In February 2014, Mr. Marzona, one of the participating collectors in “Going Public,” transferred ownership of 372 pieces of 20th-century avant-garde art to the city of Berlin, having already given a substantial proportion of his collection to the city’s museums in 2002.

But nowadays, as Ms. Gnyp notes in “The Shift,” the private museum owned by a collector or an associated foundation has become the model, rather than donations to public institutions, despite the tax advantages that can accrue from such gifts. Ms. Gnyp writes that no fewer than 125 museums were created worldwide from 2006 to 2013, as opposed to just 25 in the 1990s. Wealthy individuals like Mr. Broad and Ms. Sandretto Re Rebaudengo want to keep control of their collections and play a more proactive role in the art world.

“I want to show my collection and share it with other people,” said Ms. Sandretto Re Rebaudengo, who began buying art in 1992 and now has more than 1,000 works. “But private collectors can do so much more. They can be involved in the production of art and in education.” For example, for the 2009 Venice Biennale she commissioned the Macuga tapestry hanging in Sheffield Cathedral. She said that “Going Public,” with its expansive use of loans, could prove a model for future collaborations between art’s public and private sectors.

But as private museums have grown in power and influence, so too has the fixation on contemporary art as an investment. Media reports of spectacular price rises for fashionable artists have attracted droves of newcomers to the market.

“There are probably no more than 200 or 300 real collectors who have a vision and have proper curation,” Mr. Montabonel said. “The others are just buyers. Their ‘collections’ will be forgotten in 10 years’ time.”

Is it that simple, though? Are there such clear distinctions between “real” collectors and mere “buyers”?

The Broads were collecting contemporary art long before it was being promoted in power point presentations as an “alternative asset class.” Yet a number of visitors to their gleaming new museum have noted how the procession of works by blue-chip names like Jeff Koons, Ed Ruscha, Mark Bradford and Mark Grotjahn hung on temporary white partition walls can make the display, at times, resemble the world’s most expensive art fair.

“The lack of independent taste among high-powered collectors is most depressing,” Kenneth Baker, the former art critic at The San Francisco Chronicle, said in an email. He has viewed the Broad collection twice but has yet to visit the new museum. “Broad and his ilk certainly don’t have to think like speculators when they shop for art, unless they can’t help themselves.”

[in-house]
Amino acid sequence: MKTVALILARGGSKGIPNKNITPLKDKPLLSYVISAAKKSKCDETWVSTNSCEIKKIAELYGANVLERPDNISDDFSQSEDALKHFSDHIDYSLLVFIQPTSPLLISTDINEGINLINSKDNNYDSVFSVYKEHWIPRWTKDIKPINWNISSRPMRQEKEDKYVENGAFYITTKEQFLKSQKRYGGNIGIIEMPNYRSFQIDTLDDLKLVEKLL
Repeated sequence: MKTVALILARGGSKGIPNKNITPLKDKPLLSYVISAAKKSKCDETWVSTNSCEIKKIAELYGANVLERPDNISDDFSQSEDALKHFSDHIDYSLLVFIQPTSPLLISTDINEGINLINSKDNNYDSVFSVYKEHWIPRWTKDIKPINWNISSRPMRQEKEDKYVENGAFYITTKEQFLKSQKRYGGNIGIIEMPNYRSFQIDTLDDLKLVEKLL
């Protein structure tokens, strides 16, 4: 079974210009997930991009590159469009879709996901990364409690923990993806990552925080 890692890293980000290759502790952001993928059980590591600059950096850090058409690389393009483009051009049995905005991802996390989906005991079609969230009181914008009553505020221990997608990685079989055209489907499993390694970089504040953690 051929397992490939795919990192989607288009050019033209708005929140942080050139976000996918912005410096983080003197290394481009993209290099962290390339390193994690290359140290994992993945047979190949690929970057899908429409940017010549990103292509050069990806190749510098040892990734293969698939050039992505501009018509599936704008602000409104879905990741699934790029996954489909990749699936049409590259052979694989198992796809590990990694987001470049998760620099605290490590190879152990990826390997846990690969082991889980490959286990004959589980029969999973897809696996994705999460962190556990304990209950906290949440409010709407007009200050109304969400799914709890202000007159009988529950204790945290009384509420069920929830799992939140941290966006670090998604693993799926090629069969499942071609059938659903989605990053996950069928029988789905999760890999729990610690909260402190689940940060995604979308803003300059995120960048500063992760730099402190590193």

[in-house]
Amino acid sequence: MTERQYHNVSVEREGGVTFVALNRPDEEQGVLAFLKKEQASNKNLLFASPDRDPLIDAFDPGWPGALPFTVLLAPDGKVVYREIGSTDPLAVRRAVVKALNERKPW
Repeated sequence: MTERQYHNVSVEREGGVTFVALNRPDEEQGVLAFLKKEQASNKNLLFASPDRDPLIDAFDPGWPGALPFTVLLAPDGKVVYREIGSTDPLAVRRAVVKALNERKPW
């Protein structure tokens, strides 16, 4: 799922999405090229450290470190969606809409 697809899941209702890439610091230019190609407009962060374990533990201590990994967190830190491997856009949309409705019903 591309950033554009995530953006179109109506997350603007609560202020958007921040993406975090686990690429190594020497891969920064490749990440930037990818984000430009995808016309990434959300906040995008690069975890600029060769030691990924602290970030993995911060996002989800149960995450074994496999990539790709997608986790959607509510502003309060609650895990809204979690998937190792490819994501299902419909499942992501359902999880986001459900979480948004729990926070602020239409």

The difference could not be greater when contrasted with the subject of the first exhibition at Damien Hirst’s private museum, which will open in a 37,000 square-foot converted factory in Lambeth in South London on Oct. 8. The inaugural show will focus on the Sheffield-born abstract painter John Hoyland (1934-2011), a surprising choice for the former superstar of Young British Art.

Now 50, Mr. Hirst is ranked as the 450th wealthiest person in Britain, worth £215 million, according to The Sunday Times’s “Rich List” for 2015. The artist has been a compulsive buyer since the 1980s, and his Murderme Collection now contains more than 3,000 works by Picasso, Warhol, Banksy, Bacon and a host of others. As it turns out, he is also an admirer of Hoyland, who was influenced by the Abstract Expressionists, and whom he discovered when visiting Leeds Art Gallery as a schoolboy.

“In my eyes, John Hoyland was an artist who was never afraid to push the boundaries,” Mr. Hirst says on his website.

Unlike the opening of The Broad, the first Hirst Museum show might be closer to Mr. Montabonel’s notions of “true” collecting. As yet, Hoyland doesn’t command much of an international market. The highest auction price for one of his works is “just” £185,000, paid back in 2008. By and large, people looking at these paintings won’t be distracted by their monetary worth, and the experience will be closer to that of visiting a public museum.

The “financialization” of contemporary art, and the ways this has, or has not, influenced collectors, might be an interesting break-out topic for that Sheffield conference in October.

In the meantime, what do Yorkshire’s down-to-earth locals think of this fancy international art dropping into their city?

“I like it,” Ronald Fletcher, 87, said outside Sheffield Cathedral. “I’m not overly religious. I don’t really believe in God, but I’ve been looking for something since I lost my wife. I find it refreshing.”

At least someone knows the true value of art.
Source: The NY Times